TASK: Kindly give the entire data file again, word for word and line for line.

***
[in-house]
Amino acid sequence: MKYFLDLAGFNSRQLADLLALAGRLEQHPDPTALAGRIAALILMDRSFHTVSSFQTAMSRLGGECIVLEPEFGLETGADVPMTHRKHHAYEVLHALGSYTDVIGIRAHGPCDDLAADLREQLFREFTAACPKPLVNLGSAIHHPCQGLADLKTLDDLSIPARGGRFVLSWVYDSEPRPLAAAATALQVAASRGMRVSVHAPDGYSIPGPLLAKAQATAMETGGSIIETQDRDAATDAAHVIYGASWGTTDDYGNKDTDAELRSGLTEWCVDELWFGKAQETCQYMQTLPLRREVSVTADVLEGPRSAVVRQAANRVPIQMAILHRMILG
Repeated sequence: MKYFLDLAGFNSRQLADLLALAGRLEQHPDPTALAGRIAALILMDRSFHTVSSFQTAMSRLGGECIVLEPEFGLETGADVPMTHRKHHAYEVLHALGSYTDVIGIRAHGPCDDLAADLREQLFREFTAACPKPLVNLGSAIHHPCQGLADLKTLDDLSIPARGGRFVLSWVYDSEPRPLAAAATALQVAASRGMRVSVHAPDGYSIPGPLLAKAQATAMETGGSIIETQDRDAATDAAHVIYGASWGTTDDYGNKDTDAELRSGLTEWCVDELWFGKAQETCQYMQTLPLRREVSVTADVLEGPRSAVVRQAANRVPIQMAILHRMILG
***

[in-house]
Amino acid sequence: MKYFLDLAGFNSRQLADLLALAGRLEQHPDPTALAGRIAALILMDRSFHTVSSFQTAMSRLGGECIVLEPEFGLETGADVPMTHRKHHAYEVLHALGSYTDVIGIRAHGPCDDLAADLREQLFREFTAACPKPLVNLGSAIHHPCQGLADLKTLDDLSIPARGGRFVLSWVYDSEPRPLAAAATALQVAASRGMRVSVHAPDGYSIPGPLLAKAQATAMETGGSIIETQDRDAATDAAHVIYGASWGTTDDYGNKDTDAELRSGLTEWCVDELWFGKAQETCQYMQTLPLRREVSVTADVLEGPRSAVVRQAANRVPIQMAILHRMILG
Repeated sequence: MKYFLDLAGFNSRQLADLLALAGRLEQHPDPTALAGRIAALILMDRSFHTVSSFQTAMSRLGGECIVLEPEFGLETGADVPMTHRKHHAYEVLHALGSYTDVIGIRAHGPCDDLAADLREQLFREFTAACPKPLVNLGSAIHHPCQGLADLKTLDDLSIPARGGRFVLSWVYDSEPRPLAAAATALQVAASRGMRVSVHAPDGYSIPGPLLAKAQATAMETGGSIIETQDRDAATDAAHVIYGASWGTTDDYGNKDTDAELRSGLTEWCVDELWFGKAQETCQYMQTLPLRREVSVTADVLEGPRSAVVRQAANRVPIQMAILHRMILG